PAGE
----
Each agreement is individualized based on agreed upon performance metrics and vesting conditions. Often, the employee is required to stay with the company until retirement to receive the full package.

The most common SERPS are in the form of a cash value life insurance policy. Here’s an example: Let’s assume that the employer and employee agree on a SERP that will pay the employee $65,000 per year for 10 years from ages 61-70. The employer would purchase a life insurance policy owned by company large enough to finance the agreement while leaving some surplus for the company. Since the company pays the premiums, it has access to its cash value and also receives a tax deduction for each year that it pays the premiums.

Because the company structured the policy to leave a substantial amount of cash value in place after paying the 10 years of benefits, the policy continues to accumulate value even once the employee is separated from the company. When the employee passes away, the company takes the life insurance benefit tax free. This allows the company to recover the cost of the SERP. Additionally, when the benefits are paid to the employee, the company gets a tax deduction.

This is the most common type of SERP although others exist. Another common arrangement is a defined contribution plan where the employer makes periodic contributions to an employee account, much like a pension. The money is invested on the employee’s behalf until retirement, death, or disability triggers the payment.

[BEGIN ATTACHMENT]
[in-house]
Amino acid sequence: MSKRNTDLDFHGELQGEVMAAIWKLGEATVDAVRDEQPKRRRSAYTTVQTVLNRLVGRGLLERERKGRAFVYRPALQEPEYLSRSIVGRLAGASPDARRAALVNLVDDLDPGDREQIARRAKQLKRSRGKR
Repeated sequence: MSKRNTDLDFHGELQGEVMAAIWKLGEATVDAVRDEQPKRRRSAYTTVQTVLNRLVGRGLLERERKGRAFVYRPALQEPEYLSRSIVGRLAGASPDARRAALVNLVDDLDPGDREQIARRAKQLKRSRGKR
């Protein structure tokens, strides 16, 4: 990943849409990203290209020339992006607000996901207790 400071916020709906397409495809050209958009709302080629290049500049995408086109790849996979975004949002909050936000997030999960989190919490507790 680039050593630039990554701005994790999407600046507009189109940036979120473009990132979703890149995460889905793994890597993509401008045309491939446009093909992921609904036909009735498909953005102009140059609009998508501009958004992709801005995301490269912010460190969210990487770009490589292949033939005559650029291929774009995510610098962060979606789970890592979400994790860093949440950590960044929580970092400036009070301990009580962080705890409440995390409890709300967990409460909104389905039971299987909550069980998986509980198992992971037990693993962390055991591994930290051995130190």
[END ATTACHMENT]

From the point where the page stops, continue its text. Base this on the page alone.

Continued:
Tax Treatment of a SERP

Since a SERP is a form of income, there’s no getting around taxes. Recipients will pay ordinary income tax on the funds as they’re received but much like traditional retirement plans, the employee shouldn’t have to pay any upfront taxes. This arrangement allows the funds to grow without taxes negatively impacting the balance.

Another advantage of a SERP is that once an employee enters retirement, their income level normally drops, putting them in a lower tax bracket than when they were actively employed. This might lower the tax liability on the SERP payment.

Risk to the Employee

The primary risk is that a SERP is subject to the claims of the company’s creditors. Unlike a 401(k) where the money is safe even if the company ceases to exist, a SERP is not safe unless certain planning is done to protect those assets. Also, the SERP must have conditions that make it subject to forfeiture. In other words, it’s not a guaranteed payout. If the employee leaves the company early or doesn’t meet the performance goals agreed upon, they won’t receive the benefits. If there is no risk of forfeiture, the IRS may label the benefit to be “funded” and immediately tax the employee.

How Do You Get a SERP?

In your early years, when you’re climbing the corporate ladder, you’re not likely to be at a high enough level in a company to be offered a SERP. As you gain experience as a high-level executive, a SERP could become part of your negotiating package with a new employer or a renegotiation of your compensation package at your current employer.